Her idea of a hellishly boring interviewee is one who is obviously nice, sane, polite, who chats pleasantly, is happy to answer questions and has got nothing to hide. Winner of innumerable press awards, as she reminds us frequently, what she yearns for every single time is a monster — “someone who throws tantrums, hurls insults, storms out and generally creates mayhem.” And Marianne Faithfull successfully stood apart in every category to deliver a ‘great interview’ for Barber. Elegant profiles of Faithfull and many others like Martin Clunes, Christopher Hitchens, Michael Winner, Hilary Mantel, Tracey Emin and Rafael Nadal have been reprinted in the book.
Pop stars remain her favourite category of celebrities throughout and she wishes she had done more of them. One with The Pogues’ hell-raiser Shane MacGowan remains close to her. MacGowan extracted a promise out of Barber wherein the two were to commit a bank robbery if she becomes a widow (she was afraid her husband wouldn’t approve of it).
A Curious Career Lynn Barber Bloomsbury 224 pp; Rs 399
A Curious Career
Lynn Barber
224 pp; Rs 399

Ever since a panic attack at New York immigration hall, Barber made it a condition never to fly to the States, but an exception was made in 2011 when Christopher Hitchens requested her for an interview in Washington 11 months before he died. Having received an early copy of Hitch-22, she recalls reading through the prologue with premonition as a “spooky experience”, more so because Hitchens wrote it way back in 2008 while his diagnosis of inoperable cancer came only in 2010. On being asked as to why the book fails to mention his wives, Hitchens says upfront, “You don’t know these women! No, not to go near it, just to stay completely clear of it. I don’t want to read it from other people, and I don’t want to do it myself.’’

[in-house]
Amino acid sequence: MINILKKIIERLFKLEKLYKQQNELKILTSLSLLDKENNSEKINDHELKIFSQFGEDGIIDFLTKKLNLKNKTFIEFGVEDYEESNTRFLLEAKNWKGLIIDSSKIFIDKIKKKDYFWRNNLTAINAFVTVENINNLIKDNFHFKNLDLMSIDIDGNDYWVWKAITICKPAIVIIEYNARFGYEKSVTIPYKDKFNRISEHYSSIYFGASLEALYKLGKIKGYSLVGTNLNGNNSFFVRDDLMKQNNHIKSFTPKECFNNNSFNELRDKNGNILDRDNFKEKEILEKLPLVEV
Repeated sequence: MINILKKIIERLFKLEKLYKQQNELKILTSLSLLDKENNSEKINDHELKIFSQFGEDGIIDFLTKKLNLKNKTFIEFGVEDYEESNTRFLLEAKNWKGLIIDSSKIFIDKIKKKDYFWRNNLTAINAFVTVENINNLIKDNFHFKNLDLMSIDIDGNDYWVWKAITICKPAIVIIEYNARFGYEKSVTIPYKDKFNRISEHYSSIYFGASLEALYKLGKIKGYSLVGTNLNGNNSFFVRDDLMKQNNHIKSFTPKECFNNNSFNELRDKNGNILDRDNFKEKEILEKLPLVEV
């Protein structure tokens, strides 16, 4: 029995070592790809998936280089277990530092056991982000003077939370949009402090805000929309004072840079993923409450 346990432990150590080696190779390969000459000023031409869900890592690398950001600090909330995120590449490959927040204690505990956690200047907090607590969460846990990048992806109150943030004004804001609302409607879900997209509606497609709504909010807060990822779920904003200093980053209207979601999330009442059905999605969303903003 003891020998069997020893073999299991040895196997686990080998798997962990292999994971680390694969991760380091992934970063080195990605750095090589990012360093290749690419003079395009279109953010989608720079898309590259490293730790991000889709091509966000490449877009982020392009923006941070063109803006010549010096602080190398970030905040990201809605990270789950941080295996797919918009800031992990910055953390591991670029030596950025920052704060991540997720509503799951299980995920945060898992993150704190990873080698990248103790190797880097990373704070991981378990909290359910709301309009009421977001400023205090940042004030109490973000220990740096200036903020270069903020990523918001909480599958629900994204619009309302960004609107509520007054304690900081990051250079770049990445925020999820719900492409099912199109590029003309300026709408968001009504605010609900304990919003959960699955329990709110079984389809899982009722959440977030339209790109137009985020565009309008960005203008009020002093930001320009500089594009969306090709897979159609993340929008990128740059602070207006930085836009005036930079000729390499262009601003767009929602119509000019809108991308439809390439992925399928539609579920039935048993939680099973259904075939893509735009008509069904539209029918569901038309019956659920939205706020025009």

After reading each interview in the book, a feeling of amusement lingers on for a while. This is especially the case with Michael Winner. Lynn, who was asked to dig into Winner’s sex life and attitude towards women for Observer Women magazine, most certainly admires him for a thing she believes should be done by every interviewee — “he always tapes his interviews (as does Tony Benn).” If practised by both parties, celebs whining about being “misquoted” by journalists will not be a frequent occasion. Back on the subject, so how many ex-girlfriends did Winner have altogether? “Well we did count and funnily enough, it was very low, about a hundred and thirty. That’s not a lot! How can it be a lot for fifty years? Any self-respecting rock star gets through that in a day. And they are bloody nice people.’’ But why was he so reluctant to commit? “It’s a dreadfully mean thing to say, but I used to see flashing above girlfriends’ heads ‘Alimony. Alimony. Alimony’.” Who else but she could extract all of this out of the Death Wish director, who finally married at 75 but left his wife with a debt of £12 million.
Working for the Sunday Times currently, which considers itself to be a “family newspaper”, asterisks are another acute problem in Barber’s life who makes good sense in pointing out, “This is of course insane because if children ever scan the paper, it’s the word with asterisks that first catch their eye!”
Probably the most frank and funny memoir to have recently landed on my desk, Lynn’s tone throughout is very unsentimental, even as she pours her anxiety, impatience, frustration and, often, disappointment of having to interview celebrities, into the book. From growing up in Twickenham to being the ‘Demon Barber of Fleet Street,’ Lynn Barber has most certainly had a curious career.